Ongoing Research Agenda on the Internet of Things (IoT) in the Context of Artificial Intelligence (AI)

Author First name, Last name, Institution

Zakaria Maamar

Document Type

Conference Proceeding

Source of Publication

2017 International Conference on Infocom Technologies and Unmanned Systems (Trends and Future Directions) (ICTUS)

Publication Date



This talk presents our ongoing research agenda on the Internet of Things (IoT) in the context of Artificial Intelligence (AI). sThree initiatives define this agenda: integration of IoT into business process management, agentification of things, and mutation of things. IoT is among the latest ICT developments that is making the boundaries between reality and fiction vanish. According to Mark Weiser, “…The most profound technologies are those that disappear. They weave themselves into the fabric of everyday life until they are indistinguishable from it”i. And according to Gartnerii, 6.4 billion connected things were in use in 2016, up 3% from 2015, and will reach 20.8 billion by 2020. In the first initiative, we adopt storytelling principles to design and develop Process of Things (PoT). A PoT is specified as a story whose script indicates the characters that things will play as well as the scenes that will feature these things. A PoT also allows things to collaborate by offering value-added services to end-users. A system implementing PoT will be presented during the talk. In the second initiative, we shed the light on some obstacles that are slowing downIoTexpansion and adoption, for instance diversity of things ‘development technologies and communication standards, users’ reluctance and sometimes rejection due to privacy invasion, lack of killer applications that would demonstrate their necessity, lack of an IoT-oriented software engineering discipline, and finally, the passive nature of things. Because of this nature, things are restricted to sending data to third parties or (basic) processing data prior to their transfer to third parties, too. We are examining how to empower things with additional capabilities that would make them proactive. This means that things can for instance, reach out to peers that expose collaborative attitude, form dynamic communities when necessary, avoid peers that expose malicious attitude, be accountable for their actions, etc. While we already see some encouraging signs of thing empowerment through initiatives like semantic things, Internet of social things, Internet of agents, and agents of things, we propose the agentification of things from a conceptual perspective exemplified with norms and an operational perspective exemplified with commitments. In conjunction with thing agentification, we present during the talk the third initiative that examines thing mutation in the sense that things will bind and/or unbind capabilities on the fly (and as they see fit). To ensure mutation success we consider first, the context in which things operate and second, policies that impact things' decisions to bind/unbind capabilities. We motivate mutation decisions with 3 factors: performance so that a thing remains competitive/attractive, adaptation so that a thing remains responsive, and survivability so that a thing remains in business.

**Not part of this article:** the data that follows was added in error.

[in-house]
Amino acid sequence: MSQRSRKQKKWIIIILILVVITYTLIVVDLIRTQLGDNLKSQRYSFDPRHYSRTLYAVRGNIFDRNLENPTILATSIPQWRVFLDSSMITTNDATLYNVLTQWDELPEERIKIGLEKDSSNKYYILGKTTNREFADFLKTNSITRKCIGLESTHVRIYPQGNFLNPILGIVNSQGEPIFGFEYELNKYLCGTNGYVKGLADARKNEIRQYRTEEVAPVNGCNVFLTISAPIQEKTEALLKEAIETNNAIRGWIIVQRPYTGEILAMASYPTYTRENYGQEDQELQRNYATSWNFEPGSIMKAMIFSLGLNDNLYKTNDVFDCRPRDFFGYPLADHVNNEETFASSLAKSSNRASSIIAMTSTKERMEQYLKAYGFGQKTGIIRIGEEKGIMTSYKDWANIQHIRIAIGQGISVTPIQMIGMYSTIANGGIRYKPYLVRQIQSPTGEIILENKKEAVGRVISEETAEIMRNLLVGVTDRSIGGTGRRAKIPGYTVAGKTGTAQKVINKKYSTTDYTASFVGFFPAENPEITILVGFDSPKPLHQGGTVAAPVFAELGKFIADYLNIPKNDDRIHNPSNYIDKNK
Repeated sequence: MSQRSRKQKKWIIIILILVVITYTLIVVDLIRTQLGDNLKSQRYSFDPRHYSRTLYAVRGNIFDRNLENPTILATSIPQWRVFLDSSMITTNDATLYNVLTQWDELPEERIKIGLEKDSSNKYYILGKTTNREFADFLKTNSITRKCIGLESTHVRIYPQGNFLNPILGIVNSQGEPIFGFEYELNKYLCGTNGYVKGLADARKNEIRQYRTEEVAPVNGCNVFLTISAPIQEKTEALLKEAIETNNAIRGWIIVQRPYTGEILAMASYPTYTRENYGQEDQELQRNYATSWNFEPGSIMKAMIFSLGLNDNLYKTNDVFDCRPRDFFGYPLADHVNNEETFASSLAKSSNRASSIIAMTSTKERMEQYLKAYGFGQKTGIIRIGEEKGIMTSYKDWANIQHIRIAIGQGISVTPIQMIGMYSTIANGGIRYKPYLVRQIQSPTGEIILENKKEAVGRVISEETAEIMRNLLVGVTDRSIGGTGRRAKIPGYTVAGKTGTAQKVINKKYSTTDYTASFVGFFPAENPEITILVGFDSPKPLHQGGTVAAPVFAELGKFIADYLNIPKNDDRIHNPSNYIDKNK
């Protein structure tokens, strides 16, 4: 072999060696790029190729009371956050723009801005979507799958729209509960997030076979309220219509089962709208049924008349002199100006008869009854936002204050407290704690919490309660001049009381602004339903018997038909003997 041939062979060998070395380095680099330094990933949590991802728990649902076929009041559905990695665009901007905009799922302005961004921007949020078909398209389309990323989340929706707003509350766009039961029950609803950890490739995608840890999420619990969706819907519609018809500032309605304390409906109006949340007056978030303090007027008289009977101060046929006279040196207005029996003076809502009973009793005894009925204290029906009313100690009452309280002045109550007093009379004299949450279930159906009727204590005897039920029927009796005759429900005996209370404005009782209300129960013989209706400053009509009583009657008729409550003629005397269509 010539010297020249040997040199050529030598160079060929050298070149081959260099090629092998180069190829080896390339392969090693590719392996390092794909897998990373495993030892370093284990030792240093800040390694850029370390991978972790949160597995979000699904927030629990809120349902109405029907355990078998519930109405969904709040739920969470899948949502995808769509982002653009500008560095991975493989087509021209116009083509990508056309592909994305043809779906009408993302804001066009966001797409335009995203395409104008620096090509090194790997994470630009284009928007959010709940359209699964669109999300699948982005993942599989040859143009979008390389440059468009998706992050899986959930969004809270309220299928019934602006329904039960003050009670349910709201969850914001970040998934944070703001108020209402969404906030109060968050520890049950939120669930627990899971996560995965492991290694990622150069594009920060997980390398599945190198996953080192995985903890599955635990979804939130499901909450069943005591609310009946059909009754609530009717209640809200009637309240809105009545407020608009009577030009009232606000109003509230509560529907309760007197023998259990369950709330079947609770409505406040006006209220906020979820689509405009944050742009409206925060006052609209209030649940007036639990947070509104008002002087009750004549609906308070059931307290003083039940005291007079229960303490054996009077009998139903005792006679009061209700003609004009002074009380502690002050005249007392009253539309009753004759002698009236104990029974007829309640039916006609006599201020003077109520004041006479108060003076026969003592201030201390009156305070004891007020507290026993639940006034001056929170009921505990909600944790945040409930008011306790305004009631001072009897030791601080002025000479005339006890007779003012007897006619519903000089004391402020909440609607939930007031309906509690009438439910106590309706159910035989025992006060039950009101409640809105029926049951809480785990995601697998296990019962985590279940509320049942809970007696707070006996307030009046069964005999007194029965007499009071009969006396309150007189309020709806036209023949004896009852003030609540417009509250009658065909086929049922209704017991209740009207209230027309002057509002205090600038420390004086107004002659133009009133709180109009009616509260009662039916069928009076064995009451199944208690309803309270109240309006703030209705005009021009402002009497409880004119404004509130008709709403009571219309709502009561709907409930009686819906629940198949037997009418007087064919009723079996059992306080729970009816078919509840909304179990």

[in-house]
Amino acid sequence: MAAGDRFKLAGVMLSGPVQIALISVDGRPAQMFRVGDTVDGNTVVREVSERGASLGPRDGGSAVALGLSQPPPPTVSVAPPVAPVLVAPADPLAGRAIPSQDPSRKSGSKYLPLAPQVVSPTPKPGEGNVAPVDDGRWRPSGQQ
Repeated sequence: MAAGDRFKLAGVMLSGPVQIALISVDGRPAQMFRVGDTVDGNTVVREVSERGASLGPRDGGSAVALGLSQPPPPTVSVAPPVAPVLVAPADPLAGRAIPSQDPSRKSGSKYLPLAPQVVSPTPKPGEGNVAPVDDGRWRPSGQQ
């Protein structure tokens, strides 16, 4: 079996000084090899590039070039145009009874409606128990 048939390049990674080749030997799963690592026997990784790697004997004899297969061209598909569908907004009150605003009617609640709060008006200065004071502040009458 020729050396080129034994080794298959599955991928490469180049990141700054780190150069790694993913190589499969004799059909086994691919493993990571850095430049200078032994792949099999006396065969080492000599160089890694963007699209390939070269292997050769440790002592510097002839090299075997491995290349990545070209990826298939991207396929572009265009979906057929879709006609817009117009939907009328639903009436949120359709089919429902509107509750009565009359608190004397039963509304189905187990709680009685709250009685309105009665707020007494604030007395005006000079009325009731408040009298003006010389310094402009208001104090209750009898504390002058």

Computer Sciences

Indexed in Scopus


Open Access


Open Access Type

Green: A manuscript of this publication is openly available in a repository